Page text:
Grapes You’ll Be Seeing More Often In Napa Valley

Grapes You’ll Be Seeing More Often in Napa Valley

Napa Valley is the most historic and well thought of wine region in the United States, if not the world. As such the choices that vintners and wine growers make in Napa have an inordinate amount of impact on the wider wine market than you might expect for a wine region that currently produces only 2% of the nations wine grapes. Napa, unlike its arch rival in Bordeaux though has both a reputation as well as a culture to innovate. Here are the grapes that you’ll be seeing more of in the coming years in NapaValley:


A combination of a look into cooler climate varietals along with the simple fact that the warmer vineyard sites simply cost too much money are pushing Napa land owners into increasingly cooler environments to grow their grapes. A great example of this is the Grenache grape, which when grown in warm environments simply makes good keg wine, or jug wine at your local grocery store, but when it is grown in cooler conditions can be every bit as complex as Pinot Noir. NapaValley is a relatively small geographic area with a rather unbreakable land trust that only allows planting on a limited number of acres, meaning new vineyards are being planted further and further away from its geographical center in Rutherford. One growth area is the Carneros region, which is actually shared by NapaValley and next door Sonoma, but more importantly sits directly on top of the San FranciscoBay. You have both Bay and river cooling going on, as well as strong winds blowing across the bay from the Pacific Ocean. Yes, there’s plenty of fog as anyone whom has ever seen a picture of the Golden GateBridge can attest. The final results are one of the coldest growing regions in California, but a haven for Pinot Noir and likely Grenache as well.


If you are not a fan of German wine, you may have never actually had a Riesling before. Riesling is a white wine grape that needs cooler growing conditions (thus its inclusion here) and produces a sweeter white wine that carries some residual sugar. A generation ago that residual sugar would have only disqualified Riesling from ever receiving good vineyard sites in America, but times are changing. Millenials are all the rage when it comes to the wine industry, for good reason. They are the first generation of Americans to drink more wine than beer from the first day they were allowed to legally purchase alcohol. They also grew up in the exact middle of the soda wars, meaning most of them are completely accustomed to sweeter drinks. One of the things they’re already shown a willingness to do, is to discount common wine knowledge for wines that they simply like better, or that they feel fit their palates more easily. Riesling is one grape likely to benefit from all of this, largely because it is a sweet wine, that never gained market share in America because it is difficult to pronounce-two strikes that don’t exist with the youngest and most serious generation of wine drinkers that this country has ever seen.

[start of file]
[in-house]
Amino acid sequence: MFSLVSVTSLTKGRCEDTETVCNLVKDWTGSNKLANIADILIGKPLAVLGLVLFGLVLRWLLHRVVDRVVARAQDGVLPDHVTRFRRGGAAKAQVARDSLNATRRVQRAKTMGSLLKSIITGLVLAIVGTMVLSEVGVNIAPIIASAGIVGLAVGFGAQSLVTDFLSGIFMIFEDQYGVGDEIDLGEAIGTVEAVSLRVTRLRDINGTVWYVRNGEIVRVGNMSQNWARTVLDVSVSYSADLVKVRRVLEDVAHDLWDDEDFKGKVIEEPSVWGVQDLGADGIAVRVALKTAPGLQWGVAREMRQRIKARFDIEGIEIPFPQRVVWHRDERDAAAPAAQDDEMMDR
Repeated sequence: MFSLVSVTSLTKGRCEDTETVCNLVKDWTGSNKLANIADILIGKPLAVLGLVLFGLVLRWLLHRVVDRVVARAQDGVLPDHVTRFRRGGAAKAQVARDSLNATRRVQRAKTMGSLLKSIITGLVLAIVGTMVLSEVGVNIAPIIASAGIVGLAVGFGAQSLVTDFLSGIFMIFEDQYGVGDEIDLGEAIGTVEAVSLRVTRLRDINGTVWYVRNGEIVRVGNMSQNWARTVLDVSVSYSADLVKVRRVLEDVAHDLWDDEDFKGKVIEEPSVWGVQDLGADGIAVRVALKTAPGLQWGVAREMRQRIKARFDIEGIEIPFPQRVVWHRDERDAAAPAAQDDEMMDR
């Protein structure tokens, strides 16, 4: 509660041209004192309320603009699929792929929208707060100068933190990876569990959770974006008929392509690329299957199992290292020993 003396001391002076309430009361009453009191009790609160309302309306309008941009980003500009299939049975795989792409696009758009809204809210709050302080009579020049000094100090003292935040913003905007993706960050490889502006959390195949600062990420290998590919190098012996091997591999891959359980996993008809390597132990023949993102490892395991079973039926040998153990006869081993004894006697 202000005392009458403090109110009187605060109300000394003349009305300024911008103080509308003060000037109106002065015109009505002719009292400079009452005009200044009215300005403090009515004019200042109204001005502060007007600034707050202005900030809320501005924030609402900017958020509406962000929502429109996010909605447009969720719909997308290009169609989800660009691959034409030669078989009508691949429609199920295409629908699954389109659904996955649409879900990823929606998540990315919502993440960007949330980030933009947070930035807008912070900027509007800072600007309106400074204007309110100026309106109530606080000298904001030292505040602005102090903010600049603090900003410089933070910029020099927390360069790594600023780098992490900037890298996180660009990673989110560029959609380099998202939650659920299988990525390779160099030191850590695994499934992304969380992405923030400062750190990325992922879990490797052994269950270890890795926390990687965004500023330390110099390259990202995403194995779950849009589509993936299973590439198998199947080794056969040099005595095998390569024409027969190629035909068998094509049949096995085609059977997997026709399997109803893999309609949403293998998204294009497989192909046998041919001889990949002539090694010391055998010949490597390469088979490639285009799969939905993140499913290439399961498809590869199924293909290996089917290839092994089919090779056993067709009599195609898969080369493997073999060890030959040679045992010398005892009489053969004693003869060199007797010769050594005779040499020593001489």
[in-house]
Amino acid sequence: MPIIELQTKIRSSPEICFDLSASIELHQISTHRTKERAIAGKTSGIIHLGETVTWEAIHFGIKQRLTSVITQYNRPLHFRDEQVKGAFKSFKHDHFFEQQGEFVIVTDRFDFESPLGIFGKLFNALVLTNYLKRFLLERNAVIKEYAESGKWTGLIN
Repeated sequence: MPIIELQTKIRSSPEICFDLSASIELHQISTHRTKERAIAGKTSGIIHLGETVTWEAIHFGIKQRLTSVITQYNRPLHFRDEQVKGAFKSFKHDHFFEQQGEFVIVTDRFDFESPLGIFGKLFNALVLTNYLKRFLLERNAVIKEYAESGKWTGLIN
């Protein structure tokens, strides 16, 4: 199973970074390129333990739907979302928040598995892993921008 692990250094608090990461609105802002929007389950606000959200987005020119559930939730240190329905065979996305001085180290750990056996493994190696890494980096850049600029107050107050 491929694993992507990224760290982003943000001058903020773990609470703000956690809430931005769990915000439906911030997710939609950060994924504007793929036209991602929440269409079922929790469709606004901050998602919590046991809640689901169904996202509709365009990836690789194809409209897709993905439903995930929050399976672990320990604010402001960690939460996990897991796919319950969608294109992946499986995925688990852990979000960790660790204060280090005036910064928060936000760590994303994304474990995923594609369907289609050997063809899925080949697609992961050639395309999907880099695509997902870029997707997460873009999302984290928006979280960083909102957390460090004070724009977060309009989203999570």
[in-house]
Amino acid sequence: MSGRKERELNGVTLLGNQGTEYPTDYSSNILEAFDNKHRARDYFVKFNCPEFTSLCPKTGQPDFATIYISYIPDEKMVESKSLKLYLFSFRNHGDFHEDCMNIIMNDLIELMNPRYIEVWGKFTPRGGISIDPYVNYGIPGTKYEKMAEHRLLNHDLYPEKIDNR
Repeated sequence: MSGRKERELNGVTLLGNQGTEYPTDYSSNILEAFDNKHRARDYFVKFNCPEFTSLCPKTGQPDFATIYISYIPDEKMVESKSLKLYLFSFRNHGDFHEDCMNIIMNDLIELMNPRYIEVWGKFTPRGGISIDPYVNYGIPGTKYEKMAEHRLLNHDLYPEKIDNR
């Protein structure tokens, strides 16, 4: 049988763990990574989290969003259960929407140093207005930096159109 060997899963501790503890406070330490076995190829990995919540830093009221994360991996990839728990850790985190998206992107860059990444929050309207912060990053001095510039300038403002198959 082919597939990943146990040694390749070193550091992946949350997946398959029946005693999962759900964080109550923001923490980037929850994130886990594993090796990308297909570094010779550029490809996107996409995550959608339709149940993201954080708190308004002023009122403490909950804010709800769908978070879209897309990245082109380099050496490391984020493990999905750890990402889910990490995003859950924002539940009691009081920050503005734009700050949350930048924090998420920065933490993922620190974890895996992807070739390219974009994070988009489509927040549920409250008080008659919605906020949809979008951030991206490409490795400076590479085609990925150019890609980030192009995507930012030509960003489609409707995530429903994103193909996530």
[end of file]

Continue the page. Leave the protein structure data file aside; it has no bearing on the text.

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By Mark Aselstine

Mark Aselstine is the owner of Uncorked Ventures, an online wine club recently rated among the best wine clubs in America by Forbes Magazine. He is constantly in search of the best wines in Napa Valley and beyond for his wine club members who allow him to deliver two unknown bottles to their doors each and every month.

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